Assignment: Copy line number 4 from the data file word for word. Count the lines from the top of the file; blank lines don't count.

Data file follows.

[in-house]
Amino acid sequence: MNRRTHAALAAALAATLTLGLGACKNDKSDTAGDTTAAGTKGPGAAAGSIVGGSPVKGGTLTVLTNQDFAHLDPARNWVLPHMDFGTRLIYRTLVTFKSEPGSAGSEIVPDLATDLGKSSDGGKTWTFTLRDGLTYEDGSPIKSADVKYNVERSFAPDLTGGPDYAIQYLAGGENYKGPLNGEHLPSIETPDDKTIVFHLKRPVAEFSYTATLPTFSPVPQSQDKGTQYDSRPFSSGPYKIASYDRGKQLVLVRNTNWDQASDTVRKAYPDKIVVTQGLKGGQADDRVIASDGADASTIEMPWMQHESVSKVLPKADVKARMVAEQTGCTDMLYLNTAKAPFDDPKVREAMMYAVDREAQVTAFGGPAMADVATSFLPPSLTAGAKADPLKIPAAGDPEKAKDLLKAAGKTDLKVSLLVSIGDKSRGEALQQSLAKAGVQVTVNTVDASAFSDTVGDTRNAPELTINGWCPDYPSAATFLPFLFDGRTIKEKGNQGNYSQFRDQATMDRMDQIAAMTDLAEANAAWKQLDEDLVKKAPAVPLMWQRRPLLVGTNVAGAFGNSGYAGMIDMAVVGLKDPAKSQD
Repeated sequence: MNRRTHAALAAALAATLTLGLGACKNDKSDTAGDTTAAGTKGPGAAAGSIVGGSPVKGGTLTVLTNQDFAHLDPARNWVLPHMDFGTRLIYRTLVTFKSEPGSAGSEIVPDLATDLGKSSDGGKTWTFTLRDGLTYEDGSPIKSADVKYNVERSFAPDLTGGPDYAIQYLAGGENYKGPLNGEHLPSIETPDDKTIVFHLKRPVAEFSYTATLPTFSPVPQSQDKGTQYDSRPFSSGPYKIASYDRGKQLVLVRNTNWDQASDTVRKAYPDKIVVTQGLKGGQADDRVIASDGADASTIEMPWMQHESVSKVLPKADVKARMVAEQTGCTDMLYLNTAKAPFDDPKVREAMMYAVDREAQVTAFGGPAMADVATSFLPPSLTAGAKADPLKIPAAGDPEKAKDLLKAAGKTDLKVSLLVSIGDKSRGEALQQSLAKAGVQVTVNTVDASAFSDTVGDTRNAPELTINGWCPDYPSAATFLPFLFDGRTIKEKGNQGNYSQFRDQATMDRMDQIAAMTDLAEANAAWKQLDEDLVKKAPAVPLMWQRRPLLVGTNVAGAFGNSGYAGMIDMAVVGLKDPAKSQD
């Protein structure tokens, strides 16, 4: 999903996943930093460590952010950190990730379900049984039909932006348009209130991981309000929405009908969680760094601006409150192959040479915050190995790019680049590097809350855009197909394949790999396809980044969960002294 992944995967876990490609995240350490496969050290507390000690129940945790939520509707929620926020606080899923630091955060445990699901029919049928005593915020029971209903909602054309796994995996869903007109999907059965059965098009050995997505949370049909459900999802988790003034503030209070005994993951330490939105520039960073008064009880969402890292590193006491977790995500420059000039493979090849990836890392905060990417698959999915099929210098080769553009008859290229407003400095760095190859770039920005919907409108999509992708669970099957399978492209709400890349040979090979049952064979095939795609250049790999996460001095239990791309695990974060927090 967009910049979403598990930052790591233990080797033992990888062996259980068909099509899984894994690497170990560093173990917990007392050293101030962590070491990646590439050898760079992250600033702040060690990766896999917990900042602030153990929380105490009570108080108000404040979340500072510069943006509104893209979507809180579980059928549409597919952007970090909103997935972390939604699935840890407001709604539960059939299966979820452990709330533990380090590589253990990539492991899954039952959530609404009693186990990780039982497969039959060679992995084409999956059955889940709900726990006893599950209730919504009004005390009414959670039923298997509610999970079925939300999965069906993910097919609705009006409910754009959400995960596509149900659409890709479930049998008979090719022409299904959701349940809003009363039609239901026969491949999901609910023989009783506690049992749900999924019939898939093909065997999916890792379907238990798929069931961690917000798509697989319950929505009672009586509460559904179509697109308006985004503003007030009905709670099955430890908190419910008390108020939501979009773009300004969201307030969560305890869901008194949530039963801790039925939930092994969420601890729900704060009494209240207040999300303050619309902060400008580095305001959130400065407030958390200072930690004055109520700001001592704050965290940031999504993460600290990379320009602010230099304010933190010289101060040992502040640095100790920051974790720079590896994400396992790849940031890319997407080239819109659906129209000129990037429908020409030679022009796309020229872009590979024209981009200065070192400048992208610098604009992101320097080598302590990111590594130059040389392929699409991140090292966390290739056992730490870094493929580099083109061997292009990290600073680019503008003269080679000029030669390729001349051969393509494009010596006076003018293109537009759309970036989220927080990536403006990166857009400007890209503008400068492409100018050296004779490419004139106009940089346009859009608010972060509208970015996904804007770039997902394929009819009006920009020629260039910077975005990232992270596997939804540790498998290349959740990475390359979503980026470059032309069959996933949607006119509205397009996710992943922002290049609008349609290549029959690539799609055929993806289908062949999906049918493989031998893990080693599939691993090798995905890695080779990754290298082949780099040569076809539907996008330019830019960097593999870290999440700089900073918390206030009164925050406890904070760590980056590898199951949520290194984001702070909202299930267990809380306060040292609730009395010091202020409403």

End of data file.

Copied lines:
């Protein structure tokens, strides 16, 4: 999903996943930093460590952010950190990730379900049984039909932006348009209130991981309000929405009908969680760094601006409150192959040479915050190995790019680049590097809350855009197909394949790999396809980044969960002294 992944995967876990490609995240350490496969050290507390000690129940945790939520509707929620926020606080899923630091955060445990699901029919049928005593915020029971209903909602054309796994995996869903007109999907059965059965098009050995997505949370049909459900999802988790003034503030209070005994993951330490939105520039960073008064009880969402890292590193006491977790995500420059000039493979090849990836890392905060990417698959999915099929210098080769553009008859290229407003400095760095190859770039920005919907409108999509992708669970099957399978492209709400890349040979090979049952064979095939795609250049790999996460001095239990791309695990974060927090 967009910049979403598990930052790591233990080797033992990888062996259980068909099509899984894994690497170990560093173990917990007392050293101030962590070491990646590439050898760079992250600033702040060690990766896999917990900042602030153990929380105490009570108080108000404040979340500072510069943006509104893209979507809180579980059928549409597919952007970090909103997935972390939604699935840890407001709604539960059939299966979820452990709330533990380090590589253990990539492991899954039952959530609404009693186990990780039982497969039959060679992995084409999956059955889940709900726990006893599950209730919504009004005390009414959670039923298997509610999970079925939300999965069906993910097919609705009006409910754009959400995960596509149900659409890709479930049998008979090719022409299904959701349940809003009363039609239901026969491949999901609910023989009783506690049992749900999924019939898939093909065997999916890792379907238990798929069931961690917000798509697989319950929505009672009586509460559904179509697109308006985004503003007030009905709670099955430890908190419910008390108020939501979009773009300004969201307030969560305890869901008194949530039963801790039925939930092994969420601890729900704060009494209240207040999300303050619309902060400008580095305001959130400065407030958390200072930690004055109520700001001592704050965290940031999504993460600290990379320009602010230099304010933190010289101060040992502040640095100790920051974790720079590896994400396992790849940031890319997407080239819109659906129209000129990037429908020409030679022009796309020229872009590979024209981009200065070192400048992208610098604009992101320097080598302590990111590594130059040389392929699409991140090292966390290739056992730490870094493929580099083109061997292009990290600073680019503008003269080679000029030669390729001349051969393509494009010596006076003018293109537009759309970036989220927080990536403006990166857009400007890209503008400068492409100018050296004779490419004139106009940089346009859009608010972060509208970015996904804007770039997902394929009819009006920009020629260039910077975005990232992270596997939804540790498998290349959740990475390359979503980026470059032309069959996933949607006119509205397009996710992943922002290049609008349609290549029959690539799609055929993806289908062949999906049918493989031998893990080693599939691993090798995905890695080779990754290298082949780099040569076809539907996008330019830019960097593999870290999440700089900073918390206030009164925050406890904070760590980056590898199951949520290194984001702070909202299930267990809380306060040292609730009395010091202020409403």